A multi-phase effort that involved geological, geophysical, and petroleum engineering studies yielded an improved understanding of naturally fractured reservoirs and potential manners to improve the incidence of oil production from such reservoirs.

Maps of fracture traces on bedding planes in the Austin Chalk outcrops showed organized trends of the fracture development and a hierarchical nature within the complete fracture system.

Vertical Seismic Profile, VSP data has been used to estimate fracture orientation from shear-wave splitting.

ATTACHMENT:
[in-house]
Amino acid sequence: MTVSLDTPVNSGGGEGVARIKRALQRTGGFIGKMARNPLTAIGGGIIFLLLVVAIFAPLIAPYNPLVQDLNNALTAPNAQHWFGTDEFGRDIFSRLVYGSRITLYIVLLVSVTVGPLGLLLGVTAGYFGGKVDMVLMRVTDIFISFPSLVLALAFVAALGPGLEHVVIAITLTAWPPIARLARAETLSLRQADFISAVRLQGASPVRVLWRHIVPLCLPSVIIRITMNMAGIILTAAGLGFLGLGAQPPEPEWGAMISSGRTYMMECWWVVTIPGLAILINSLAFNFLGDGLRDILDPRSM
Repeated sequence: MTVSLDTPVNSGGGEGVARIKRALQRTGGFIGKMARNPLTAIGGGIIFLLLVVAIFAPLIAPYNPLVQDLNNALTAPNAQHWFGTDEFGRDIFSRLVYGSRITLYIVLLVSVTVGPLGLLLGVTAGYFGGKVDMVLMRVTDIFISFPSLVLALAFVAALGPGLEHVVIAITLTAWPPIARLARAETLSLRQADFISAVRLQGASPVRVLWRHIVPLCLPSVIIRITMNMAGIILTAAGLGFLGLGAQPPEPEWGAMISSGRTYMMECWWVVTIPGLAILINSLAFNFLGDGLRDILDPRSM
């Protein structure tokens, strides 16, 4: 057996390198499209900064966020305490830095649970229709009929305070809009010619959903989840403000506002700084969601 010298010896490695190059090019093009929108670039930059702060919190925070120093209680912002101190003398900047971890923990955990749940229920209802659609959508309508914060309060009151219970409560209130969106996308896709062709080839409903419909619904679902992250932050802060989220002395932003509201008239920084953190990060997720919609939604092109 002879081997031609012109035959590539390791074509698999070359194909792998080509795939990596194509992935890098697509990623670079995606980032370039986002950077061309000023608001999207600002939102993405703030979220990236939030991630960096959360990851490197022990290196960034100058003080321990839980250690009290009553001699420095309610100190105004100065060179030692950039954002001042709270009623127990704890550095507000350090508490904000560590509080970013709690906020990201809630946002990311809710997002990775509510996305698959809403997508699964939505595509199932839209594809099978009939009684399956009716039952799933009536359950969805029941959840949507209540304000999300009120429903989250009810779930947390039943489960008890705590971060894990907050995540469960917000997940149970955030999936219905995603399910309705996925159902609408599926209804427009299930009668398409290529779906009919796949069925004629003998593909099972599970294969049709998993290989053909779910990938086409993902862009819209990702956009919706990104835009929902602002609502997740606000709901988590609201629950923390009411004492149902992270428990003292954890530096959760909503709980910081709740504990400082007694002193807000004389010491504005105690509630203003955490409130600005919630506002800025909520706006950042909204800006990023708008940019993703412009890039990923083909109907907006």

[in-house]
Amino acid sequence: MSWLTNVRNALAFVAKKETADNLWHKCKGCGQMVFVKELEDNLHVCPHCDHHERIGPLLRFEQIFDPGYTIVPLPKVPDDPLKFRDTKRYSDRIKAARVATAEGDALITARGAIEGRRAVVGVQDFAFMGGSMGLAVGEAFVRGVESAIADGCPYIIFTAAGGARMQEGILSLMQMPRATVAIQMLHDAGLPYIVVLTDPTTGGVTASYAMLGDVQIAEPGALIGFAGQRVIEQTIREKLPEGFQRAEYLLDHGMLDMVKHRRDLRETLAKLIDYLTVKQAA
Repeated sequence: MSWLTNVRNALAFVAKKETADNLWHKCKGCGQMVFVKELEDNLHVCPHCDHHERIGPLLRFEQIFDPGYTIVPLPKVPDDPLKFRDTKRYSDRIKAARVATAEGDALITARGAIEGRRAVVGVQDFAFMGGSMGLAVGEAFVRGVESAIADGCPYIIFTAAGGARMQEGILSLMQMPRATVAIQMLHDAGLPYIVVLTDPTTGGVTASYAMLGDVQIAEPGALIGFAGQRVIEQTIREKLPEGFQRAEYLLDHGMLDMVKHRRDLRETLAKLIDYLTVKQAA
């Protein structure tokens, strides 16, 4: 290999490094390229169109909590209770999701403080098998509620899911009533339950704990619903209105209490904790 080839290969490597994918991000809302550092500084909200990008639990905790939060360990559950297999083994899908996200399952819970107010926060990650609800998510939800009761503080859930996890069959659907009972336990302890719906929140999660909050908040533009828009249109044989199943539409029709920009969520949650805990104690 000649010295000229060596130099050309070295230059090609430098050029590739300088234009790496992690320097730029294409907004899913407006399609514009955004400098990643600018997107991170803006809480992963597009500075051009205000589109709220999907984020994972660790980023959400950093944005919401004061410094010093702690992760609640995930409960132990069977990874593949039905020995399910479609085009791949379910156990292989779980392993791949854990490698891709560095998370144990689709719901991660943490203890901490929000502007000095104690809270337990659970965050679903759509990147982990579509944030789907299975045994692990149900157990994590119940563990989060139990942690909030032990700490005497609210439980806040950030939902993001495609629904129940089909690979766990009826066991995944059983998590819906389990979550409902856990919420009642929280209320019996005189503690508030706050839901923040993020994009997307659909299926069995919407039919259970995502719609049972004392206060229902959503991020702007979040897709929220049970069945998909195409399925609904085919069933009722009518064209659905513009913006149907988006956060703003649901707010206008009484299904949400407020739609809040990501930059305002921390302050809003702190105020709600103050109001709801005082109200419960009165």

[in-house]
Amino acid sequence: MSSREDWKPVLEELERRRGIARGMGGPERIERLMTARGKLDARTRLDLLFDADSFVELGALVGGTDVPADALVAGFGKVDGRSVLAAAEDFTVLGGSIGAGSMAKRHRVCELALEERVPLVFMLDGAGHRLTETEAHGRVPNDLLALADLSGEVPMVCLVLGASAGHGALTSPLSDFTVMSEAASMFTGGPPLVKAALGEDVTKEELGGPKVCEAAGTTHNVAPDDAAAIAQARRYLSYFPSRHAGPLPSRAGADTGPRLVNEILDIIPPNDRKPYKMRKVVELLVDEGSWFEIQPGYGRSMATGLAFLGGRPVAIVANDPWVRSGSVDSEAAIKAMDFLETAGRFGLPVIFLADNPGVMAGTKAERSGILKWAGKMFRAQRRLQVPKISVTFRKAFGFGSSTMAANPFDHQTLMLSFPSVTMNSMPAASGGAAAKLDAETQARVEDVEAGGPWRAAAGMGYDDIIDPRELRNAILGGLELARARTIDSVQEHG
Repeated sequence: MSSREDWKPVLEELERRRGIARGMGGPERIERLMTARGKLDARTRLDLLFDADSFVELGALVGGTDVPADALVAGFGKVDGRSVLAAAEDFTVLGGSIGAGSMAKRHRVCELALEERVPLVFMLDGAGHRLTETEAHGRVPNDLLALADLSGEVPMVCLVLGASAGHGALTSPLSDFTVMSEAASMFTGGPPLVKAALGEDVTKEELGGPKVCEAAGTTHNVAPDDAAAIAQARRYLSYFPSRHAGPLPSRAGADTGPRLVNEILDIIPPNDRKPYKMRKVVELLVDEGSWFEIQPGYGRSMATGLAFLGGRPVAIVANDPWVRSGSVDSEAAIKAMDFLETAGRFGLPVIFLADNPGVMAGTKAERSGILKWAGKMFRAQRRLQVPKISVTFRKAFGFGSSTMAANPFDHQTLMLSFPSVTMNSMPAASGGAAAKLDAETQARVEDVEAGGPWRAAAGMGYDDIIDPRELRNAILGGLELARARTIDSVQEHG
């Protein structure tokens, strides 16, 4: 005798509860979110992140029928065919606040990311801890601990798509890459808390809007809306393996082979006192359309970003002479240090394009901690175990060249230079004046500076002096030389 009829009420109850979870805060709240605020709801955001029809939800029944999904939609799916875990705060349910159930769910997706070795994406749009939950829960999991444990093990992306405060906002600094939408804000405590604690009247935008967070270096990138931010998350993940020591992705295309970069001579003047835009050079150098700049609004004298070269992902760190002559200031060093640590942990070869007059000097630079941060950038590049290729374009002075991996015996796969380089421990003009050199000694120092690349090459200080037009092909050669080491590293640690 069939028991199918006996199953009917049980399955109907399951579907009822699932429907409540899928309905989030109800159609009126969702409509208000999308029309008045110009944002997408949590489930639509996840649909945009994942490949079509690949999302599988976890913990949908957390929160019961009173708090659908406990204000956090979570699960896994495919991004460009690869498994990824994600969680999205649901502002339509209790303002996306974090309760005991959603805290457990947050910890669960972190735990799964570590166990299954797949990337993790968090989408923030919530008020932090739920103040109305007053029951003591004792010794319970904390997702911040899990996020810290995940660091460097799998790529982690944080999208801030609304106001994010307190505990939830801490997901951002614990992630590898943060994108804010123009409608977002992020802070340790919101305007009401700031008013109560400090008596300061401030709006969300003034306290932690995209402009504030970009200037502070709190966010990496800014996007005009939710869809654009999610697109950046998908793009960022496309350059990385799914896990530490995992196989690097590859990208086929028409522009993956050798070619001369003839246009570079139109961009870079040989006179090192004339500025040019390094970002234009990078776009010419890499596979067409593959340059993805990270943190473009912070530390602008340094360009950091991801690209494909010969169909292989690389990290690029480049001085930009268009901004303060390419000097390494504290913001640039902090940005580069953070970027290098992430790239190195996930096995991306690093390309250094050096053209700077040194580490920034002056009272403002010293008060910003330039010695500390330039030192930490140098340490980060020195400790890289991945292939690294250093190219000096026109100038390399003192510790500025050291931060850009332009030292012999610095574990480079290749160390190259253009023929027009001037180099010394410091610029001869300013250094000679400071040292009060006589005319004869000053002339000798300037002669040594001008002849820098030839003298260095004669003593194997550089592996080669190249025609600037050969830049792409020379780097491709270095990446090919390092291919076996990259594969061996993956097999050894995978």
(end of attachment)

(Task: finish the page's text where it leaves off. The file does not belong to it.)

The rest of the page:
Well log responses in Austin Chalk wells have shown to be a reliable indicator of organic maturity. Well logs have also been used to calculate average resistivity of producing zones and to correlate resistivity with oil saturation and therefore with producing potential.

Additionally, the use of carbonated water imbibition displacement processes has shown encouraging results of accelerating and increasing oil recovery of oil which do not have appreciable asphaltene contents.

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